There aren’t a lot of museums where most of the main attractions were created by (or actually are) people who are still alive and kicking, outside of modern art. The Computer History Museum in Mountain View, California, is one of those places, and although some visitors will simply want to find their own first computer on display and reminiscence, the museum’s “Revolution” exhibit explores the first 2,000 years of computing.
The $19 million dollar exhibit covers everything from the abacus to calculators to punch cards to analog computers to today’s (relatively) powerful machines, and it has forays into all different aspects of computing, including programming, gaming, mainframes, supercomputers, graphics and design, memory and storage, networking, mobile computing, the web, and more. There’s even a section on AI and robots. (Are you getting excited yet?)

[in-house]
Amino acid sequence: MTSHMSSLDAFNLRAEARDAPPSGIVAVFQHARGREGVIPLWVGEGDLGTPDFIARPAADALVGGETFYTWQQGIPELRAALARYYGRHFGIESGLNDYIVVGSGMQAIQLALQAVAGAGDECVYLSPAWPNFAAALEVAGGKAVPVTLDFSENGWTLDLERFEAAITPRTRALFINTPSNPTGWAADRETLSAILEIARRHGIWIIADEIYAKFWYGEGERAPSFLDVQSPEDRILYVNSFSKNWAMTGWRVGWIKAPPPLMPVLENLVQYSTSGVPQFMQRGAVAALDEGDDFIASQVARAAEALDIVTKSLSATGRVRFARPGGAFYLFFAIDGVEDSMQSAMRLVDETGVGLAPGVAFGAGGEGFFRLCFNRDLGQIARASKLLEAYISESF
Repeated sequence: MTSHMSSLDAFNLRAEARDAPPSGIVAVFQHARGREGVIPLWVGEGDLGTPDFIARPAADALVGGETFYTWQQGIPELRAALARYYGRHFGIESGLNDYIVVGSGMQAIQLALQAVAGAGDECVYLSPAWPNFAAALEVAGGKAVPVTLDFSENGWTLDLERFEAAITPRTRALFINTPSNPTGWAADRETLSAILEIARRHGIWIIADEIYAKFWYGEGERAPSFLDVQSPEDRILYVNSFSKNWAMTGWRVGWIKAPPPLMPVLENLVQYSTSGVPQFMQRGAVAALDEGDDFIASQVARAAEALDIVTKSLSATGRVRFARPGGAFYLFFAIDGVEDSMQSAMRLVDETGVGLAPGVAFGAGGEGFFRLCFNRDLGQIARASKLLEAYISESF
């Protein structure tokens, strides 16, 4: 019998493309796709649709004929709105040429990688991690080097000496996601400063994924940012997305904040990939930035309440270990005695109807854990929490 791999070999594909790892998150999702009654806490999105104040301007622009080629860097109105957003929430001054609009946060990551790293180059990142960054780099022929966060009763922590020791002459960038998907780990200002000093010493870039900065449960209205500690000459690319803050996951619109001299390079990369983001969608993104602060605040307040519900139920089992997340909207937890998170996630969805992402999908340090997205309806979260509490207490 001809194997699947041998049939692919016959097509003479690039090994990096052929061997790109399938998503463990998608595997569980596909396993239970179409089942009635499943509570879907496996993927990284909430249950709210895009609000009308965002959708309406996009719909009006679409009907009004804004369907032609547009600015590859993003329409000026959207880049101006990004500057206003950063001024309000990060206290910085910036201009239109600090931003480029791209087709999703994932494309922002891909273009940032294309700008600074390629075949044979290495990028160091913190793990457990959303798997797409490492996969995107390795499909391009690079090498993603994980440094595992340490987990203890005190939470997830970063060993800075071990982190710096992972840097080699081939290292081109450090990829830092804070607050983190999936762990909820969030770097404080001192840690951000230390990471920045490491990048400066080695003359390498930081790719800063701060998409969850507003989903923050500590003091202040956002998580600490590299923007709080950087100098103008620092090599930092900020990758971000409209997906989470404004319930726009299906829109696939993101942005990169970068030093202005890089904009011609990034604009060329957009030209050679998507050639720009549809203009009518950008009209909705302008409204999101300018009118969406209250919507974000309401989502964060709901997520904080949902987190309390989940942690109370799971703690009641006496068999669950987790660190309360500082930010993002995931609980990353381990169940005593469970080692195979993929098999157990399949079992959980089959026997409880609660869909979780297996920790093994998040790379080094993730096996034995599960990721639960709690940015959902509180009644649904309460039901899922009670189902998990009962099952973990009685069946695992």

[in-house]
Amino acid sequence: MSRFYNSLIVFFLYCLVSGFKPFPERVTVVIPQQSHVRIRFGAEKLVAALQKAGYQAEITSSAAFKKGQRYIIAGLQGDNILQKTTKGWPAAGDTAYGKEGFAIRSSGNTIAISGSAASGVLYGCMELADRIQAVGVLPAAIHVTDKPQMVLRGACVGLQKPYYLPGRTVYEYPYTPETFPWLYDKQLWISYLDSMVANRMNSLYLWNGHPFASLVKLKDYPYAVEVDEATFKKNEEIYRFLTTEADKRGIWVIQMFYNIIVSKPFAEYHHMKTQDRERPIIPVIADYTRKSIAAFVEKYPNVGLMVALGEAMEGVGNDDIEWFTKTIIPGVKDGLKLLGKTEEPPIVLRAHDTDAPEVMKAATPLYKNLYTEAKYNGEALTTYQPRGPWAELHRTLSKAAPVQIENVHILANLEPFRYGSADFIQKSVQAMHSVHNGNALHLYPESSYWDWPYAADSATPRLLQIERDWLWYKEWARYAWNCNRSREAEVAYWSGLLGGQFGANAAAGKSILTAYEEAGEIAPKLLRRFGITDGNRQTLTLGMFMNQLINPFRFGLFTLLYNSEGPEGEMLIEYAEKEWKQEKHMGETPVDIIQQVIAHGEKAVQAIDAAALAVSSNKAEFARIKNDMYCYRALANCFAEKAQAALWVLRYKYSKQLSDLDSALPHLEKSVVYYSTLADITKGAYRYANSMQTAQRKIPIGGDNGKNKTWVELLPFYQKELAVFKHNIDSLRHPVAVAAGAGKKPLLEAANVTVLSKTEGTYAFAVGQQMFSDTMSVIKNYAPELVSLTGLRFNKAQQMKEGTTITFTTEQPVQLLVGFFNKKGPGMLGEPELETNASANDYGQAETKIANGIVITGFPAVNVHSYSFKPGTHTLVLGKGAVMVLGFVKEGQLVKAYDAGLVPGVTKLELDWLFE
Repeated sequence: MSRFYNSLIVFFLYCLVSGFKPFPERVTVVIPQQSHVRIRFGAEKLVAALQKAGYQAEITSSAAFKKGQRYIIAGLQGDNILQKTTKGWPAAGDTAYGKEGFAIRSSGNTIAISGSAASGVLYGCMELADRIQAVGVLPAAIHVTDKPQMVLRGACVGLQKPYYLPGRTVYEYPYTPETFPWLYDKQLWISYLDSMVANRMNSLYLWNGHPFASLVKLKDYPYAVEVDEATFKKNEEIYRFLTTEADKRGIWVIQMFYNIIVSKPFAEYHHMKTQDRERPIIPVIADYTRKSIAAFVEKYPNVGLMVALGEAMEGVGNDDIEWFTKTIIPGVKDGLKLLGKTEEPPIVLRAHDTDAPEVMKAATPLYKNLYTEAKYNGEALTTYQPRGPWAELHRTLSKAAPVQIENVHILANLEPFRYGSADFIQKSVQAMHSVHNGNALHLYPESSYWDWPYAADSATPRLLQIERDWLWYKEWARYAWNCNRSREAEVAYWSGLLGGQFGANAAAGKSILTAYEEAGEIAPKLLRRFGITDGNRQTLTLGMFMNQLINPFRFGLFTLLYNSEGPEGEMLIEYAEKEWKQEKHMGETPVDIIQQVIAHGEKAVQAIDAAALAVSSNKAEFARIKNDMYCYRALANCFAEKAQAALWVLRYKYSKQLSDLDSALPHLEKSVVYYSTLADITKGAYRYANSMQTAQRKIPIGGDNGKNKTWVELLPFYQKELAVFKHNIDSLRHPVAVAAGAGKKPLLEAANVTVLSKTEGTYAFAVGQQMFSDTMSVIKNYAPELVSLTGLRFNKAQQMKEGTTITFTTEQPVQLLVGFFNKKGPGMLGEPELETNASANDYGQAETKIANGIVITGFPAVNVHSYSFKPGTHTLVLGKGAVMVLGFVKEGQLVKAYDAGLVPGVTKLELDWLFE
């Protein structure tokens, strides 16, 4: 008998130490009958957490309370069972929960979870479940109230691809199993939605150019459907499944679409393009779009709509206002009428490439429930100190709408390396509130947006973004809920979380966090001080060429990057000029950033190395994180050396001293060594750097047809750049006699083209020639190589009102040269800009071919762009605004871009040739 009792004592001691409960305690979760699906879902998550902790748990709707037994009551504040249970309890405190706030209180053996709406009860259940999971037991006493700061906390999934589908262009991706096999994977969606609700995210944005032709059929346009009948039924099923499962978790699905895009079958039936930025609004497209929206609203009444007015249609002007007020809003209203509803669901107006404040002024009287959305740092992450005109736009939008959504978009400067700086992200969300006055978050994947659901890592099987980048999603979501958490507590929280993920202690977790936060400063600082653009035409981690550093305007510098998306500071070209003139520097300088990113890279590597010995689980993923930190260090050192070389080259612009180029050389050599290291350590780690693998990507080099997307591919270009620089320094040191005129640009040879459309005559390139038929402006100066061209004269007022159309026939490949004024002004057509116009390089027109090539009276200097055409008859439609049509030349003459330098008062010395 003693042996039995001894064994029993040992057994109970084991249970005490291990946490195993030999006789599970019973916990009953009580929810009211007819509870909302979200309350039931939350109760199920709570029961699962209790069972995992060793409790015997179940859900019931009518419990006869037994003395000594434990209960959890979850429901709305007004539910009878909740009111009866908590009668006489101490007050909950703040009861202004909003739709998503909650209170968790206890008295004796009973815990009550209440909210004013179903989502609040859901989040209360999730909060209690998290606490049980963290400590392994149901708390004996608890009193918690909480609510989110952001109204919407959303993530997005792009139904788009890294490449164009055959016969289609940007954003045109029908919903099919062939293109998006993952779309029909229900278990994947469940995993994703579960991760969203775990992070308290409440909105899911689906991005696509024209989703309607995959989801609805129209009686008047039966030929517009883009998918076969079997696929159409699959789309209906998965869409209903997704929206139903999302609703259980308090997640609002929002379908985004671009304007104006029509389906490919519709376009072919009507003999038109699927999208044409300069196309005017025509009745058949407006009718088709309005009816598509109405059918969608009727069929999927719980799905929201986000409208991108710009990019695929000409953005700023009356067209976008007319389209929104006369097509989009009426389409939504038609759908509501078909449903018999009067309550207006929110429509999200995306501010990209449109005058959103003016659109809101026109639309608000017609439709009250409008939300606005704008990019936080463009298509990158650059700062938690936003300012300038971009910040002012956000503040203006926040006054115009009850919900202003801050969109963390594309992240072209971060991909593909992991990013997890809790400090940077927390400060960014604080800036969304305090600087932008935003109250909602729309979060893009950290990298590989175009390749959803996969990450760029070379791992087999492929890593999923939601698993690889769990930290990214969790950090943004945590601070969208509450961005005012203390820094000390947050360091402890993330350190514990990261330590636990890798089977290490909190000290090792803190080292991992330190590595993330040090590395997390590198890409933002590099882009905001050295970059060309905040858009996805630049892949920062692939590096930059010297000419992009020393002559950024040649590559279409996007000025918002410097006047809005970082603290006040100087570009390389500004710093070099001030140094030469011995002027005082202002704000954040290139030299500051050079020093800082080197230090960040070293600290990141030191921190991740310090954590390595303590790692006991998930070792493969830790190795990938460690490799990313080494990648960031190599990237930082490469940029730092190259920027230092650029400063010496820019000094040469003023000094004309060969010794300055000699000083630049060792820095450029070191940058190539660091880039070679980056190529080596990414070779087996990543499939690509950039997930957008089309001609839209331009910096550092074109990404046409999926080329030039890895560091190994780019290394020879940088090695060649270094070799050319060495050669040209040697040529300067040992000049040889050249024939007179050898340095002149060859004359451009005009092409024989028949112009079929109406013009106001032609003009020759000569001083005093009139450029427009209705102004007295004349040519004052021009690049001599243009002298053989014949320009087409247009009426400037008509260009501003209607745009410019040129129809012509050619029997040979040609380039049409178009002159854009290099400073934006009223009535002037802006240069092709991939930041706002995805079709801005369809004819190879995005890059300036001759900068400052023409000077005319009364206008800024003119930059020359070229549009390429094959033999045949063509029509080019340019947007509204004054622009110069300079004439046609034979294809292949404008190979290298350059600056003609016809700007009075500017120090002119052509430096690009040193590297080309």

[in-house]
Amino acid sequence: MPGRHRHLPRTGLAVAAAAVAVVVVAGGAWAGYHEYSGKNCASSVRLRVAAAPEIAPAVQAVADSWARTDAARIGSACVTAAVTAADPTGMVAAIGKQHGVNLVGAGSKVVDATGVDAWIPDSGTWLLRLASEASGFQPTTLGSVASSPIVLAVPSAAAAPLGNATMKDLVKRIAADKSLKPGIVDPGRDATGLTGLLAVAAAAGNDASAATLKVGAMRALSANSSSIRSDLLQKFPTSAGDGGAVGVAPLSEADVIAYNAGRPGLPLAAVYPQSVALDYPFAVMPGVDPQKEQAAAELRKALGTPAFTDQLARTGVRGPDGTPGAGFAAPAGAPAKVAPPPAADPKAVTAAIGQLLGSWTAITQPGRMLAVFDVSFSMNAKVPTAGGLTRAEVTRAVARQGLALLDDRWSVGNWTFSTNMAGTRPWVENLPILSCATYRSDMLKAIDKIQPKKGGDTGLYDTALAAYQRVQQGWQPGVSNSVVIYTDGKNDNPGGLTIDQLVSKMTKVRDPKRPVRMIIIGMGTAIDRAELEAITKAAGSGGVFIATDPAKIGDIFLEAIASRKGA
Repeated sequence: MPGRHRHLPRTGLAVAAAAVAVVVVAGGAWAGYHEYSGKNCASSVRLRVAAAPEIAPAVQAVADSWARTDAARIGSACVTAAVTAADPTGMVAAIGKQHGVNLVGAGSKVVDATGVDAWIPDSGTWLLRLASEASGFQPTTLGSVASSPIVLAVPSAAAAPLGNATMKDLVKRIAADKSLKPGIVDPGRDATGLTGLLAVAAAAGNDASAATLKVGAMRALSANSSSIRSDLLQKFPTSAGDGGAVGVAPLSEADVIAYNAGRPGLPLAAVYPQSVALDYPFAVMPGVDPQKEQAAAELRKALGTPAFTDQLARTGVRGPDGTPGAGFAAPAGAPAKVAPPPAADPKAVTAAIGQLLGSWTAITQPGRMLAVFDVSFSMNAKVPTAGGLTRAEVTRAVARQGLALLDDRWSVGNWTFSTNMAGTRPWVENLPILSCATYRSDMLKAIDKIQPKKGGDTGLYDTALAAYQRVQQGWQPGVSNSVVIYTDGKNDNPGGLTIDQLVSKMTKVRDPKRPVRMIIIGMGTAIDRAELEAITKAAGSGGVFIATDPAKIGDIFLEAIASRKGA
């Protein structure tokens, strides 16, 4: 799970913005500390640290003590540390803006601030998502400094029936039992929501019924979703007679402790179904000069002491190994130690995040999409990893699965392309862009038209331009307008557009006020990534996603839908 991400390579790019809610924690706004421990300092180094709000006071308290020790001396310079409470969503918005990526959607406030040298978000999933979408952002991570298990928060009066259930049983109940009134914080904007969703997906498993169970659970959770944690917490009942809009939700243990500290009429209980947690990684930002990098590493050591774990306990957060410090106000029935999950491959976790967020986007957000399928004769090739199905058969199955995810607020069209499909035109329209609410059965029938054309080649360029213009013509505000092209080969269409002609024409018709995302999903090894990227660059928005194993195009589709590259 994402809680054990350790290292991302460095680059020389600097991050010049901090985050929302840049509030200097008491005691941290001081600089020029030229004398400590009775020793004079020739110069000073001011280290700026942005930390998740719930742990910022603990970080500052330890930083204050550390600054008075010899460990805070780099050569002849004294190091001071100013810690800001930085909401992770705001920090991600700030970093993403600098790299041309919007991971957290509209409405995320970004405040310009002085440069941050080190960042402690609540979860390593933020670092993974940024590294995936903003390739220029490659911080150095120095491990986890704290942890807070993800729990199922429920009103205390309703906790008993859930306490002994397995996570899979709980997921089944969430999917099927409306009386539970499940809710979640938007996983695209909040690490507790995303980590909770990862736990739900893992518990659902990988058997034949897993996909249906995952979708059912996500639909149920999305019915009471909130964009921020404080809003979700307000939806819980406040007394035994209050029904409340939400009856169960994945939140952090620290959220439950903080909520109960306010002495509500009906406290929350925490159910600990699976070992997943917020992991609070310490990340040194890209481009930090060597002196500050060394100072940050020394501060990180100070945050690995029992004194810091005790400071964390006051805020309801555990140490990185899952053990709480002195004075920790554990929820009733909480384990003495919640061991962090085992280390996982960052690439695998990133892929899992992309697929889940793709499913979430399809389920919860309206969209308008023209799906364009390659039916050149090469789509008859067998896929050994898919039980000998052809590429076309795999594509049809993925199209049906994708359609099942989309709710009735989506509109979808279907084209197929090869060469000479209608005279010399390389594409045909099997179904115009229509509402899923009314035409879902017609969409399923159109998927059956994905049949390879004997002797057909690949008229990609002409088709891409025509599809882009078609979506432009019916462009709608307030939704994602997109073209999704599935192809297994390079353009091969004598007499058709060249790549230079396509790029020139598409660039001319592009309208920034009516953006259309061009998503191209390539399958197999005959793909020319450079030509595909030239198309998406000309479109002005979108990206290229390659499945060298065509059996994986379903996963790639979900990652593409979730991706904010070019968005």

Wozniak's Apple I
The museum also includes the history
of some of the most important companies in the industry and the emergence of Silicon Valley
Whether you’re a hardcore technophile or just someone with a passing interest in the history of our civilization, this is a place you can get lost in; the pictures of some of the displays alone are enough to elicit wonder in one’s mind.
There’s huge bonus, too: You can browse through much of the information online.
If and when we make it to the Computer History Museum, the first thing we’re going to do is try and find our first family computer--a massive concrete block of a laptop, which was a hand-me-down from a techie friend on which we kids did nothing but play Nibbles.